2. The teacher provides examples of the concept without telling students the definition of the concept.

  3. Students work in groups to note similarities among examples and develop a list of potential critical attributes of the concept.

  4. The teacher and the students discuss students' critical attributes.

  5. The teacher shows students a list of critical attributes derived from scholarly definitions; students discuss and try to resolve any discrepancies among the different sets of critical attributes.

  6. Students test more examples and non-examples against the class attributes and discuss their classifications.

  7. Students offer other examples, or conjectures about the concept's role in the current unit of study and in future units.

Teaching the Concept of Nationalism

     In 2007, we designed a lesson on the concept of nationalism (see Appendix) for the online World History for Us All curriculum.15 We have since used the lesson as a model for teaching preservice teachers about the concept formation strategy and taught the lesson several times in high school world history classes. In what follows, we describe the process of teaching the lesson to tenth grade high school students and highlight student understandings of the concept of nationalism.16

     We17 began the nationalism concept formation lesson by asking students to write about what they already knew about nationalism and then share their thoughts in discussion. Most students revealed in their writing and discussion that they thought nationalism was synonymous with patriotism, and they conflated the terms nation and country. This discovery prompted a brief in-class discussion to clarify terms.

     We then divided students into groups of three to read and discuss examples of the concept of nationalism (see Appendix, Student Handout 1). We explained that they would be looking for common characteristics across the examples and gave them a chart to help them record their ideas for critical attributes of the concept and test the attributes against each example (see Appendix, Student Handout 3). Because this activity required comprehension within and across cases, we read through the first example with students to model close reading of the texts and support comprehension. We then asked students to continue reading in their groups, highlighting specific parts of examples that illustrated an attribute. This group reading activity required active teacher participation. We traveled from group to group trying to ensure that students were not having difficulties working with the texts and to coach them when they identified an attribute that did not fit all the cases. Sometimes, we also needed to help students refine their language as they were identifying attributes, helping them to reason inductively and verbalize attributes that might be generalized across statements. Other times, we needed to help them bisect an attribute they identified (e.g., "belief in having your own land and government" was separated into "belief in having your own land or territory" and "belief that you should have your own government").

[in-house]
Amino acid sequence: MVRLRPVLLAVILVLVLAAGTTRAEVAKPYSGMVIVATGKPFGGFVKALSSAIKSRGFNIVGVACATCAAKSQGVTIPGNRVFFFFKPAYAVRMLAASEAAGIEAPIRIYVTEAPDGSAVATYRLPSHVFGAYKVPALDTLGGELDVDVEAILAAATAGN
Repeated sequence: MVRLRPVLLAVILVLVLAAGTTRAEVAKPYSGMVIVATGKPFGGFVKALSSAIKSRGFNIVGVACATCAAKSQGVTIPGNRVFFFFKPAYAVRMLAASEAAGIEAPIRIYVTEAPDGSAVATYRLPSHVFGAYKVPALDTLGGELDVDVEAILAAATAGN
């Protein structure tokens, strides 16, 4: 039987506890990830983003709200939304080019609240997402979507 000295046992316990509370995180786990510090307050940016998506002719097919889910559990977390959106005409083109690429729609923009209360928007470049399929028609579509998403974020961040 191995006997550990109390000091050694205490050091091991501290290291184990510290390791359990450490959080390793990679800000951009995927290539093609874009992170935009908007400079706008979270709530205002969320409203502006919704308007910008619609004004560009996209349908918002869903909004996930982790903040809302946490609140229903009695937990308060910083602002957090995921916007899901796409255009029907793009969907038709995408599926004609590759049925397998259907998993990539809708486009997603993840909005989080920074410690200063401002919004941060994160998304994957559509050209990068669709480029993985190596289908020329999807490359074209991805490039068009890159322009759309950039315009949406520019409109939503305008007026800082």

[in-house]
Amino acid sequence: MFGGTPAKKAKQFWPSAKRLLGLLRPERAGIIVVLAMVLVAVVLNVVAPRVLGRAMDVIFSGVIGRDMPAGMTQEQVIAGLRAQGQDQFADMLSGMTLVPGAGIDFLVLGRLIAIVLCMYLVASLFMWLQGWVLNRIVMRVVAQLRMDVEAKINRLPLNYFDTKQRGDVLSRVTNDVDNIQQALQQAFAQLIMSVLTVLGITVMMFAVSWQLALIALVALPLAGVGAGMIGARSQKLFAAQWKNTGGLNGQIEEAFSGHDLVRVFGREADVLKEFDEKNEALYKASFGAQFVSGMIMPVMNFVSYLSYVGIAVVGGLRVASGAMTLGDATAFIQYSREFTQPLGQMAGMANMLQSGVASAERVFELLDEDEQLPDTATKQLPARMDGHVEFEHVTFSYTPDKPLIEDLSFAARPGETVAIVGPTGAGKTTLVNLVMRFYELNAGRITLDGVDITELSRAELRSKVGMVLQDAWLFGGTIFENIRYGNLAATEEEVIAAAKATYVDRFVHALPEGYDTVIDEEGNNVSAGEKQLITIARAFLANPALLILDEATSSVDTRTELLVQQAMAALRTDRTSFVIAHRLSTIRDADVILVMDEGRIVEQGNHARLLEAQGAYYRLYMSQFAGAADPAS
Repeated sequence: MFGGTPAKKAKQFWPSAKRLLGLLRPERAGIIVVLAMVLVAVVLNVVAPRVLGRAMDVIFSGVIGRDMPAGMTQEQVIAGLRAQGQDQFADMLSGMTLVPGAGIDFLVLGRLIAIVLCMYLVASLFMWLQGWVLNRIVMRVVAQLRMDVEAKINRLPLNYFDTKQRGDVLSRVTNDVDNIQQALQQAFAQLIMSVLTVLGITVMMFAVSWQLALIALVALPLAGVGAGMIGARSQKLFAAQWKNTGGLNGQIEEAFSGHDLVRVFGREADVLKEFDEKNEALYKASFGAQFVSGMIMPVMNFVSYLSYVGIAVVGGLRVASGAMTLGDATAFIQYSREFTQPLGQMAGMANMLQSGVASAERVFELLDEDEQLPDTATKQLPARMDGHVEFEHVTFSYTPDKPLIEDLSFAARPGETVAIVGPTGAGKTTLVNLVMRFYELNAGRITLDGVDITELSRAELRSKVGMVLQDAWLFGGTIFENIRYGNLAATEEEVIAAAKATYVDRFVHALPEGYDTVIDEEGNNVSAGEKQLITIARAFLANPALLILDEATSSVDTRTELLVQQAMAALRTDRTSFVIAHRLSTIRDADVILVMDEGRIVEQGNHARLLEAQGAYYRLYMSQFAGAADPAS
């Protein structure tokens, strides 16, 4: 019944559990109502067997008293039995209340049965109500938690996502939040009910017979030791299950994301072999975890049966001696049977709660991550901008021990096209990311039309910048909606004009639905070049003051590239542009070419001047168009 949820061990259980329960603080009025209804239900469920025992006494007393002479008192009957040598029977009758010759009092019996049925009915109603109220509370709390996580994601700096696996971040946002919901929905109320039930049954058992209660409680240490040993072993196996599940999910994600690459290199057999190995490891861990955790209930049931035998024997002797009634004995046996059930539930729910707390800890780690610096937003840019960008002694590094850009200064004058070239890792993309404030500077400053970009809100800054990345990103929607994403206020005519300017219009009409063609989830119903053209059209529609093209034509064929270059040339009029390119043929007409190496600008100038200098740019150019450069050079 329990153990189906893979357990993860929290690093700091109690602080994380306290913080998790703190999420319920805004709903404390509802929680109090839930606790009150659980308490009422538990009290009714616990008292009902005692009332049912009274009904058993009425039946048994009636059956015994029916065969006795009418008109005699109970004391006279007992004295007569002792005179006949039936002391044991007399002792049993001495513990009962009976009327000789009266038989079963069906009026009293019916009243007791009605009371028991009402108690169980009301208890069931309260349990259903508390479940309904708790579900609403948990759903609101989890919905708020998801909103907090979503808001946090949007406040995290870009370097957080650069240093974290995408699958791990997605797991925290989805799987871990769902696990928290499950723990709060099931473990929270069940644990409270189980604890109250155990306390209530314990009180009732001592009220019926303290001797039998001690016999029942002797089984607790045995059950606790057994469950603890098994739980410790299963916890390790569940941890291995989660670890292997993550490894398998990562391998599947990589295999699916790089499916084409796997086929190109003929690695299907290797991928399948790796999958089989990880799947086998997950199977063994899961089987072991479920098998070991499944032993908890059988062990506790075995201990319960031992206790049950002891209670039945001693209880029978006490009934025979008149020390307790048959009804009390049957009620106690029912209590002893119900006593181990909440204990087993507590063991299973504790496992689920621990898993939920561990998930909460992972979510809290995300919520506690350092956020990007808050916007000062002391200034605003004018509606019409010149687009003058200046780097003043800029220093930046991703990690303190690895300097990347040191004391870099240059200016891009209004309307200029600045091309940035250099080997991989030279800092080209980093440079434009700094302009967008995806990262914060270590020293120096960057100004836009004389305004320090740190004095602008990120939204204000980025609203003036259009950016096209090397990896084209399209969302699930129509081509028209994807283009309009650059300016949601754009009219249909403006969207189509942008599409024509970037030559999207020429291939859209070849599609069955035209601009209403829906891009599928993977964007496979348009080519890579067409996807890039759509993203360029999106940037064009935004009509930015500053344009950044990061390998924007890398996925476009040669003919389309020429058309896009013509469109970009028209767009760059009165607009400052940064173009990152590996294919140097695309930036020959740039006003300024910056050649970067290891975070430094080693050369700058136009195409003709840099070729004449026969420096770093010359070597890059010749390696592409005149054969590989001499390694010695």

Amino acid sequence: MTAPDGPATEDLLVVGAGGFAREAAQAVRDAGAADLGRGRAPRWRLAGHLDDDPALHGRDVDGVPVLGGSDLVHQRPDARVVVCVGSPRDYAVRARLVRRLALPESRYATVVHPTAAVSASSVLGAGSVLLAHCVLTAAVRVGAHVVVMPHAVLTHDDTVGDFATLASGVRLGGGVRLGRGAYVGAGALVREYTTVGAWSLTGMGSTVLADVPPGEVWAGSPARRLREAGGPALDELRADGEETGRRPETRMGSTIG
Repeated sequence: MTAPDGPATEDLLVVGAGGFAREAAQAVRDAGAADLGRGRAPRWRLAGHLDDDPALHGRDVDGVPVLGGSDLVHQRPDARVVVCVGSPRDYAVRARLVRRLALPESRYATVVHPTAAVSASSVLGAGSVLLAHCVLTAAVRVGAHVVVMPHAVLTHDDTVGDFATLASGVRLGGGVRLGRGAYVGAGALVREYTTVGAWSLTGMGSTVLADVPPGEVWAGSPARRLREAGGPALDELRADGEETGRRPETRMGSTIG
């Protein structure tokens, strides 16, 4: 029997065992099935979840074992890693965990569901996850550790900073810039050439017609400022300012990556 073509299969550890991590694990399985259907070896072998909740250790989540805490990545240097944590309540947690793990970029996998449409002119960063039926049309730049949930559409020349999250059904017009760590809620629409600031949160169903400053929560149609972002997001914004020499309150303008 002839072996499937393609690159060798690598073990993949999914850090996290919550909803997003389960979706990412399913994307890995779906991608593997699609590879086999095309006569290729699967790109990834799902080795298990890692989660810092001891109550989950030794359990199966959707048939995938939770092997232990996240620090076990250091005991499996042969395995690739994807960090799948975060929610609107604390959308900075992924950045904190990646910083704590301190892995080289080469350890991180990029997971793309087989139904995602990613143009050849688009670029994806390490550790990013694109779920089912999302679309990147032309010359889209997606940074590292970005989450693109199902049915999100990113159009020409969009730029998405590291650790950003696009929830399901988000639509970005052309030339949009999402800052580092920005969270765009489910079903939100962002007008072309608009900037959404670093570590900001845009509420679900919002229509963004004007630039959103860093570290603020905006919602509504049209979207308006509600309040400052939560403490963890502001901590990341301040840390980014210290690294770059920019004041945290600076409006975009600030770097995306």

After sufficient time for groups to identify critical attributes, we asked the groups to report their attributes to the whole class. The goal was for students to agree on critical attributes. The teacher recorded each group's response, actively compared them with other groups' responses, and helped the students reach some consensus. Initially there were some variations in students' critical attributes, but this led to lively and productive discussions about the cases and their meaning. It helped that students had underlined specific examples from the readings. Students were ready to vehemently defend their attributes, but prompting them to point to a specific excerpt of text in order to defend their claim sometimes forced them to rethink their arguments. For example, one student argued that nationalism always involved "fighting against a weakening or disintegrating existing central government." Another student took issue with this argument and a discussion ensued. However, when we asked the student to defend her position by citing examples, the student realized that not all of the examples involved fighting against a central government (e.g., Italian unification involved uniting people from territories controlled by different empires).